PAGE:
The mental health of healthcare personnel often takes a back seat to their work, even though it can directly affect patient care. Mental health is stigmatized and seen as a weakness in the cutthroat environment of modern medicine. Physicians are notorious for their reluctancy to treat personal illness and recognize depression in their colleagues. This may stem from a feeling of obligation to maintain a healthy outward appearance. Much of the physician ego is based on helping others, which creates an internal conflict with asking others for help.
On Friday, June 30th, the medical community faced a great tragedy when Dr. Henry Bello of Bronx-Lebanon Hospital Center opened fire on his co-workers and patients, killing one and injuring six. A man with a complicated past, Bello was arrested in 2004 for sexual abuse and unlawful imprisonment of a 23-year-old woman. According to the New York Times, Bello pleaded guilty to unlawful imprisonment but the charge was later dropped, causing the incident to not appear on a background check. Bello also had a history with with bankruptcy, stints in homeless shelters and accusations of sexual assault and harassment at Bronx-Lebanon. However the media so far has described him merely as a disgruntled employee; a dangerous misnomer since it generalizes Bello and does not bring attention to his unstable tendencies.
The stress medical personnel are put under on a daily basis looks soul crushing when written down: Malpractice suits, dealing with terminally ill patients, being surrounded by death and illness on a daily basis– it is not surprising that mental illness is reportedly higher in the medical field. However, physicians are less likely to seek help than non-medical people. Because of that, the documentation of physician medical health is often under-reported, so the actual numbers of mental illness in the medical field is woefully inaccurate. As well as being self-sabotaging, the act of denying one’s own mental illness creates a bad example for patients to follow.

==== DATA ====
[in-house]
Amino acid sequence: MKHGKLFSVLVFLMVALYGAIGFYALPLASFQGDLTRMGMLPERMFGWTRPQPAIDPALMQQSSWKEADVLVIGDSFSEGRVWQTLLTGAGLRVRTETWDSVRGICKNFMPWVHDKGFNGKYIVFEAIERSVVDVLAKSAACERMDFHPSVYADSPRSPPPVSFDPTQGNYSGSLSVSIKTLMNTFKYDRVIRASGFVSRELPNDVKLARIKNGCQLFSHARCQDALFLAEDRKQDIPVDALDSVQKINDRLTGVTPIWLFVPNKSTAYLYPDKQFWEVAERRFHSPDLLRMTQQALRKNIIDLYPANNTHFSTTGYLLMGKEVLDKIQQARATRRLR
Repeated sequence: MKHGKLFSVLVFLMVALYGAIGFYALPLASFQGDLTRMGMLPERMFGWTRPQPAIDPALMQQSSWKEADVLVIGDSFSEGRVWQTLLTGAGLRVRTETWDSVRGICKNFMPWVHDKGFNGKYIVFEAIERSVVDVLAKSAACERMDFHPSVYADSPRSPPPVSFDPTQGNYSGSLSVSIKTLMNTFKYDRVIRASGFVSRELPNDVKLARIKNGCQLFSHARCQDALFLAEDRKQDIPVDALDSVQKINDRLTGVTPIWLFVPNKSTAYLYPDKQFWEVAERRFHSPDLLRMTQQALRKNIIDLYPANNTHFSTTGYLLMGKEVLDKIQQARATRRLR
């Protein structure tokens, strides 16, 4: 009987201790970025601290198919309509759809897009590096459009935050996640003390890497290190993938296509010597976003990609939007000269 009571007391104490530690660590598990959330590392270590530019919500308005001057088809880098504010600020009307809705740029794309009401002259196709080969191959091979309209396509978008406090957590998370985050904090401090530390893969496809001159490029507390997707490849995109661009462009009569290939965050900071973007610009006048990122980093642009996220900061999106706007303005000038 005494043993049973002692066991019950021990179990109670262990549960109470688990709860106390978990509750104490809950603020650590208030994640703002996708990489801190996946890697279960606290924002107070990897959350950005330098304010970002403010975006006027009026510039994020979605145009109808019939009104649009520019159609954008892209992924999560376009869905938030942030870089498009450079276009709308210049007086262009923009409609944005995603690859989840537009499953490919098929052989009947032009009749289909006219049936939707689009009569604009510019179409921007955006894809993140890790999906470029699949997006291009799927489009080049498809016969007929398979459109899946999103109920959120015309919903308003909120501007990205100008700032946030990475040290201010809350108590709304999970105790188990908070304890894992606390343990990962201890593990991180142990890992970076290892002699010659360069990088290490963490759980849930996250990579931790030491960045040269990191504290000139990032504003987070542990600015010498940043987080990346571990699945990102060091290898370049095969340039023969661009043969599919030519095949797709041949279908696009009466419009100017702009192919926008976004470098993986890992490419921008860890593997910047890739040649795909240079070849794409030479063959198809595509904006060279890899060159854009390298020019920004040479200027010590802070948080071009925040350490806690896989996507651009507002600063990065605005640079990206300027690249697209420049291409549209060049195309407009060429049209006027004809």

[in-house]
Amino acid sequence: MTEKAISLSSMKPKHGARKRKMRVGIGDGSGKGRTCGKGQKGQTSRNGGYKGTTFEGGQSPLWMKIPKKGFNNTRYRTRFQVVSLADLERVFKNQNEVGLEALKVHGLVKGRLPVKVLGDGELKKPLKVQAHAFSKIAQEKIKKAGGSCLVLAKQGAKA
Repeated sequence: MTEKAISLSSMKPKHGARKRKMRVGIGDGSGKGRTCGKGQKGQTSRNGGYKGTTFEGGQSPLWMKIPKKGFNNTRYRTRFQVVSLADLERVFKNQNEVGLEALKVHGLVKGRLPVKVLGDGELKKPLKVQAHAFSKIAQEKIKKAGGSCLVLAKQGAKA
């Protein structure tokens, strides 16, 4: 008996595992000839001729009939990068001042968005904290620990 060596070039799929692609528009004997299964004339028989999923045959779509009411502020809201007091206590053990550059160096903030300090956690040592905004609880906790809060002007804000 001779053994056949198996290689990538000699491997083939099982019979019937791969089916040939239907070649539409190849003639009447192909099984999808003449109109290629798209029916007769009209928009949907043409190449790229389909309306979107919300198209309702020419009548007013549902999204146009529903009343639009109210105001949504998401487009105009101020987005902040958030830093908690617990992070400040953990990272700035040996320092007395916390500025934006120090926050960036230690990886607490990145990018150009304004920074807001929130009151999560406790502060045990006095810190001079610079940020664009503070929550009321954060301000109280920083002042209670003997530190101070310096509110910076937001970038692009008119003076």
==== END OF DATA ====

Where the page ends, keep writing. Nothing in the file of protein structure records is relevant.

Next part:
Every specialty in medicine in stressful. Aside from the normal stresses of patient interaction, doctors have high expectations of themselves and strive for perfection. The stereotype of the type-A perfectionist is often true amongst physicians, which is exacerbated through scrutiny from bureaucratic and personal sources. Strict work rules, government regulations, insurance investigations and overwhelming documentary requirements can become overwhelming when they are applied to issues that are not related to medical practice. Feelings of inadequacy can pile up after dealing with tough cases and unhappy patients. Many medical practitioners are afraid of seeking help because of the harm that it could cause to their reputation. The stigma associated with psychiatric care and physicians is not a new phenomena, but it has become more widespread now that the topic of mental health has become more mainstream. Physicians are not less likely to talk about their mental state out of fear of being seen as weak amongst their peers.
Loss of motivation, increasingly frequent use of personal days, changes in social behavior, fatigue, and inability to complete tasks are all signs of depression. If any of these signs have been noted by a friend, colleague, or family member it is advisable to seek the help of a mental health worker. Most of the time, people have tunnel vision when it comes to the behavior of themselves and coworkers. It is hard to notice the changes as they happen to oneself. Practical techniques for reducing stress like exercise, mindfulness, meditation, hobbies or general personal time simply aren’t an option for resident physicians. Detecting issues of excess stress can be remedied by utilizing anonymous physician health counseling either for direct counseling or referral to psychological and psychiatric resources.
Hospital shootings on television and in other popular media seem outrageous until they actually occur. What was once seen as a method of inciting emotion for ratings is now very real and is something that should be taken seriously. The prevalence of gun violence has turned locations that were previously thought of as “safe” into areas of anxiety and fear, which causes feelings of unease for both the patients and the practitioners. The tragic occurrence at Bronx-Lebanon should serve as a tipping point for recognizing depression and other mental health issues in the medical community.